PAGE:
What's the difference between a genre riff and a rip-off? Total Overdose, that's what. Take the gameplay from a few other action games, add some blood and spices, then wrap it up in a flour tortilla, and you've got a burrito of unashamedly derivative gameplay.
Mind you, just because it looks, feels, and plays like an inferior cousin of the Grand Theft Auto series is no reason to dislike it. No, the reasons to dislike it stem from an overall lack of polish. The developers got the basics down - the whole go-on-a-mission, blow-bad-guys-away, watch-the-cutscene, go-on-another-mission structure is firmly intact.
But everything looks like a cut corner - uninteresting textures, overuse of lens flare, graphical bugs, and sloppy sound editing stand out particularly. The plot is bad enough: You play a black-sheep twin brother who swaps places with your DEA-employed sibling on a mission to rescue your father. But with sample dialogue like "Hey, pig face, it's time to go to pig heaven," you know the proceedings are pure queso.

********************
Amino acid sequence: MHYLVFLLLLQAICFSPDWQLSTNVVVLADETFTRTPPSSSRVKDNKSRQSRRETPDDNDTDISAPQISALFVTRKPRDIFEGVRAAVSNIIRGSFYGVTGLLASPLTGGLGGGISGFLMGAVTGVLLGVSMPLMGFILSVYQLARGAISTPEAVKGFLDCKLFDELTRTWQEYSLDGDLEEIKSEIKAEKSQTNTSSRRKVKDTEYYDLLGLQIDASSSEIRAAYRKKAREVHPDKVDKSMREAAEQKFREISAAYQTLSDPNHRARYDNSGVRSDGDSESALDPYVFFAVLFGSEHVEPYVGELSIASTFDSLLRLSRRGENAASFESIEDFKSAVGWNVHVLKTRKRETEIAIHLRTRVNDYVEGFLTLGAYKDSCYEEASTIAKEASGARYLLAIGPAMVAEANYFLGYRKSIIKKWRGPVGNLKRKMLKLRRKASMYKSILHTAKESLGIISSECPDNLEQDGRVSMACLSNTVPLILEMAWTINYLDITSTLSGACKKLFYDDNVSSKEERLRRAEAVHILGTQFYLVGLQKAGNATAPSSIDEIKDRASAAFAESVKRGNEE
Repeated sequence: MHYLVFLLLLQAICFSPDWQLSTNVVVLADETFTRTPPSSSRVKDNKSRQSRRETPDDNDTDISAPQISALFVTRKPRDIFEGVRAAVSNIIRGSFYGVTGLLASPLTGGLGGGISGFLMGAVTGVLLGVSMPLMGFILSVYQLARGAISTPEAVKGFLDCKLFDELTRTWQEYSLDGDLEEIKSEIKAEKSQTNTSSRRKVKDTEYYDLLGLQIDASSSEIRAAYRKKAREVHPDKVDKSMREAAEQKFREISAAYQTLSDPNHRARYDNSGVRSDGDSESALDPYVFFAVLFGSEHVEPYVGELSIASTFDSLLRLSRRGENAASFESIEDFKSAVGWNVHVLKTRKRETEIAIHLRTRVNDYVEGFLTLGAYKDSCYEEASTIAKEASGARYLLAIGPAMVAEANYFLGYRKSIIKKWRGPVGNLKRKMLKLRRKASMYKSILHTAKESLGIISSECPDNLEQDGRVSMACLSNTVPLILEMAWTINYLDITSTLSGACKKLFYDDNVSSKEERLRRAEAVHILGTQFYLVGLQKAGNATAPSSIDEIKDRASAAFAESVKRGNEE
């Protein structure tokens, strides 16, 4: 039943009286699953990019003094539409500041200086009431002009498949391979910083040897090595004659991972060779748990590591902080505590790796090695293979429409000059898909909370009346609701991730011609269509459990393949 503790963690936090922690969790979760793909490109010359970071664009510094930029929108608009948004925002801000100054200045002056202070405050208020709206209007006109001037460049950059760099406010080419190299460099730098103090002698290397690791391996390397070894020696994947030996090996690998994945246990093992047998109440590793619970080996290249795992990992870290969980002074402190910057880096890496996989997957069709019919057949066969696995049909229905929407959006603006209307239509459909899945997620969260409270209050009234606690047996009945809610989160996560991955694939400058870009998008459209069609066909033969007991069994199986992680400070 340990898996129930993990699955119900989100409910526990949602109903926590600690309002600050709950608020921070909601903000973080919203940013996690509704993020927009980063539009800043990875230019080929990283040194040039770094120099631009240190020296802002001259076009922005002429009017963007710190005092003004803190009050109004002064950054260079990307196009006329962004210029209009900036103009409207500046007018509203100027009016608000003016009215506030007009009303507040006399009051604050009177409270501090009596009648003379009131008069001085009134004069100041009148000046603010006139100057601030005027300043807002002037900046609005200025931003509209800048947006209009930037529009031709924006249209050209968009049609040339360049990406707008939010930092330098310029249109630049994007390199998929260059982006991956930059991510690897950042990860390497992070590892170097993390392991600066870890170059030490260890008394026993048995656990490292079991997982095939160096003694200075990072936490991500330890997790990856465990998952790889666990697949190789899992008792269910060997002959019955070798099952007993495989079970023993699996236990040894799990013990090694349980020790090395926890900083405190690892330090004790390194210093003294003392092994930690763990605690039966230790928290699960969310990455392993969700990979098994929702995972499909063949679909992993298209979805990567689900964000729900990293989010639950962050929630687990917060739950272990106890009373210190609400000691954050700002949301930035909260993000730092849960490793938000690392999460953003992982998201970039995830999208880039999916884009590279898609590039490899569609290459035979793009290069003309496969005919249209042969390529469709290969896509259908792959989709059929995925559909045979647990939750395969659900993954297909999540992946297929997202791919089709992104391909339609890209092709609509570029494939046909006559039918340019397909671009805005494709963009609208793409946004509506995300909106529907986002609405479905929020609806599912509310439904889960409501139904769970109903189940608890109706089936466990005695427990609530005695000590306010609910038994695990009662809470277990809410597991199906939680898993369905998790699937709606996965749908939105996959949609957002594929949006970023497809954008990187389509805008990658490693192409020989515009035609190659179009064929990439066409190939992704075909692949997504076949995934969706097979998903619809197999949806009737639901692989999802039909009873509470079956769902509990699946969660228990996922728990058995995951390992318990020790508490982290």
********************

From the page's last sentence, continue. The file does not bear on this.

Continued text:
The game smuggles in several elements GTA very obviously - for instance, pick up a skull icon to start a Rampage-like temporary bloodbath, or enter and drive any car in town, then collect special point bonuses by driving over ramps. On the way, you'll pick up a ton of weapons, including a baseball bat or dual shotguns.
Once the GTA thing has been worn out, Total Overdose starts to steal elements from Max Payne – they don't even bother to change the name of the slow-motion leaping attack from "Shoot Dodge." And that's to say nothing of the dual-guitar-case machine-gun attack named El Mariachi, lifted straight out of the Robert Rodriguez film of the same name.